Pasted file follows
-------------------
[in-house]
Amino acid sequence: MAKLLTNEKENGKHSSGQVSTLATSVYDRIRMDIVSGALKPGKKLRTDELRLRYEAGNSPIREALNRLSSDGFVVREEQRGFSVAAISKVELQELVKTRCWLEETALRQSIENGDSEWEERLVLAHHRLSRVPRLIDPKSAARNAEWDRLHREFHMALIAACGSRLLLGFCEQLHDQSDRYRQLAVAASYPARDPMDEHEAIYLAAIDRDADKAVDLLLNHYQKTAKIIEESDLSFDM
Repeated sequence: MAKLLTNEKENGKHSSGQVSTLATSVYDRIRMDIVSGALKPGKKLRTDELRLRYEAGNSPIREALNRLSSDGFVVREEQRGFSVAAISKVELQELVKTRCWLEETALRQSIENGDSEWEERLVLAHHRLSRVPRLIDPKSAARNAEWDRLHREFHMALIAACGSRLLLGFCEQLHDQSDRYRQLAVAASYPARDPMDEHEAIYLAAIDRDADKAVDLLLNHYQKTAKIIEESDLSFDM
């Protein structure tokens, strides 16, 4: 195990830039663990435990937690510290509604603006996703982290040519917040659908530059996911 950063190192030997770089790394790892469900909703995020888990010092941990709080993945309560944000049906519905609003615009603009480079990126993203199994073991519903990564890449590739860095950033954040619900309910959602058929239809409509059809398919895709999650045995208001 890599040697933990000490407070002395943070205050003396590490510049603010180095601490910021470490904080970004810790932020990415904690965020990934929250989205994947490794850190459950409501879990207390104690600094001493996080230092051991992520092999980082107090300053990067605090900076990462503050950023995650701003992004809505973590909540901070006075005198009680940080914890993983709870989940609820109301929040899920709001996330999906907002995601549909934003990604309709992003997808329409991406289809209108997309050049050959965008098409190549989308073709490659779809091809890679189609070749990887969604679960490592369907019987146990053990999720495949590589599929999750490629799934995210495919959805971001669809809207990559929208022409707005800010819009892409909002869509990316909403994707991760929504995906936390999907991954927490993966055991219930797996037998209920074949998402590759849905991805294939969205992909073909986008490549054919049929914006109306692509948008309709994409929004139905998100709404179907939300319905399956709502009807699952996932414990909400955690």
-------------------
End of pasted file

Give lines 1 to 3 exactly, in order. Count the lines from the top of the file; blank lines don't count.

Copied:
[in-house]
Amino acid sequence: MAKLLTNEKENGKHSSGQVSTLATSVYDRIRMDIVSGALKPGKKLRTDELRLRYEAGNSPIREALNRLSSDGFVVREEQRGFSVAAISKVELQELVKTRCWLEETALRQSIENGDSEWEERLVLAHHRLSRVPRLIDPKSAARNAEWDRLHREFHMALIAACGSRLLLGFCEQLHDQSDRYRQLAVAASYPARDPMDEHEAIYLAAIDRDADKAVDLLLNHYQKTAKIIEESDLSFDM
Repeated sequence: MAKLLTNEKENGKHSSGQVSTLATSVYDRIRMDIVSGALKPGKKLRTDELRLRYEAGNSPIREALNRLSSDGFVVREEQRGFSVAAISKVELQELVKTRCWLEETALRQSIENGDSEWEERLVLAHHRLSRVPRLIDPKSAARNAEWDRLHREFHMALIAACGSRLLLGFCEQLHDQSDRYRQLAVAASYPARDPMDEHEAIYLAAIDRDADKAVDLLLNHYQKTAKIIEESDLSFDM